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How Public Sector Layoffs Are Holding Back the Recovery

Sunday, 11 March 2012 05:41 By Heather Boushey, ThinkProgress | Report
How Public Sector Layoffs Are Holding Back the Recovery

Jim Unland, the president of a local police association, in San Jose, California, February 7, 2012. San Jose, a growing city in the heart of Silicon Valley, has had to lay off about a fifth of city employees and reduce services sharply. (Photo: Annie Tritt / The New York Times)

The current economic recovery is going well if one looks at private sector job creation. The pace of private sector job creation is slower than in the recovery from the early 1990s recession, but it’s about the same as it was during the economic recovery in the early 2000s. In the first two years of both the current and early 2000s recovery, employment grew by 3.7 percent.

But since early 2009, governments at all levels have shed nearly 700,000 jobs, most of them at the state and local level. Since August of 2008 state and local governments have shed a total of 647,000 workers, of which 64 percent, or 416,000, were women workers.

When we compare total employment between the current and early 2000s recovery, the loss of public sector jobs pops out: Employment growth is 0.6 percent lower in this recovery than it would have been had government chosen not to hand out so many pink slips.

Last month there were 6,000 government layoffs, a much smaller number than in recent months, but still a drag on the recovery. And the crazy thing is that while policymakers cannot control the actions of private employers, they do control how much they add to the nation’s unemployment woes via government layoffs. Laying off teachers and police-officers as the nation struggles to get back to full employment is the wrong policy at the wrong time.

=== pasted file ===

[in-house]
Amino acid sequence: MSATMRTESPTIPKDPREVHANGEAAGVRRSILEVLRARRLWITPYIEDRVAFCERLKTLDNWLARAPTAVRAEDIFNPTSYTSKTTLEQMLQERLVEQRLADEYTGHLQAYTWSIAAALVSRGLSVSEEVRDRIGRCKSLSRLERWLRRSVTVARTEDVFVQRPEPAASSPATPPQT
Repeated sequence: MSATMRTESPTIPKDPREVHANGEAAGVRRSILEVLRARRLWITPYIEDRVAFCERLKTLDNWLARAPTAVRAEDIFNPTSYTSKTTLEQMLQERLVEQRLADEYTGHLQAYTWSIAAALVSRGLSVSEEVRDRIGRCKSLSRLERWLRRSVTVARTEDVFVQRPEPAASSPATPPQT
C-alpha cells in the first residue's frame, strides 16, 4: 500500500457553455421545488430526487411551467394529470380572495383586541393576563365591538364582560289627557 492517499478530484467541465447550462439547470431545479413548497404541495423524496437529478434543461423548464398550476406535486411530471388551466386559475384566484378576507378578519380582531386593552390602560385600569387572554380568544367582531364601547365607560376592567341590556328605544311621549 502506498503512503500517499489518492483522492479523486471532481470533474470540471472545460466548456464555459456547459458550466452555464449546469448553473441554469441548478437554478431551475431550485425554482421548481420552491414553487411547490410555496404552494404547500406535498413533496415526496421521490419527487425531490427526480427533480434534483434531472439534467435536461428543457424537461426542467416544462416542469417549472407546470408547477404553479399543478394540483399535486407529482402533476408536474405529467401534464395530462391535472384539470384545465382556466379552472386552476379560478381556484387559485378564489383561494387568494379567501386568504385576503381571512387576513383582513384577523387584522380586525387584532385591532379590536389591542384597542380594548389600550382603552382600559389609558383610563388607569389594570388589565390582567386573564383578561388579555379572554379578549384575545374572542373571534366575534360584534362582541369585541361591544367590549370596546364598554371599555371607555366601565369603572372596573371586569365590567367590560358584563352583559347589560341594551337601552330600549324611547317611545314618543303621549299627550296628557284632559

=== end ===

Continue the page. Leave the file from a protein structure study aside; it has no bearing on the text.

Heather Boushey

Heather Boushey is Senior Economist at American Progress. Her research focuses on employment, social policy, and family economic well-being. Much of her current work focuses on the Great Recession’s impact on workers and their families, as well as policies to promote job creation. She co-edited The Shriver Report: A Woman’s Nation Changes Everything (Simon & Schuster ebook, 2009) and was a lead author of “Bridging the Gaps,” a 10-state study about how low- and moderate-income working families are left out of work support programs. Her research has been published in academic journals and has been covered widely in the media, including regular appearances on the PBS Newshour and in The New York Times, where she was called one of the "most vibrant voices in the field." She also spearheaded a successful campaign to save the Census Bureau's Survey of Income and Program Participation from devastating budget cuts.  

Boushey received her Ph.D. in economics from the New School for Social Research and her B.A. from Hampshire College. She has held an economist position with the Joint Economic Committee of the U.S. Congress, the Center for Economic and Policy Research, and the Economic Policy Institute, where she was a co-author of their flagship publication, The State of Working America 2002/3. She grew up in a union family in Mukilteo, Washington, and now lives with her husband, Todd Tucker, in Washington, D.C.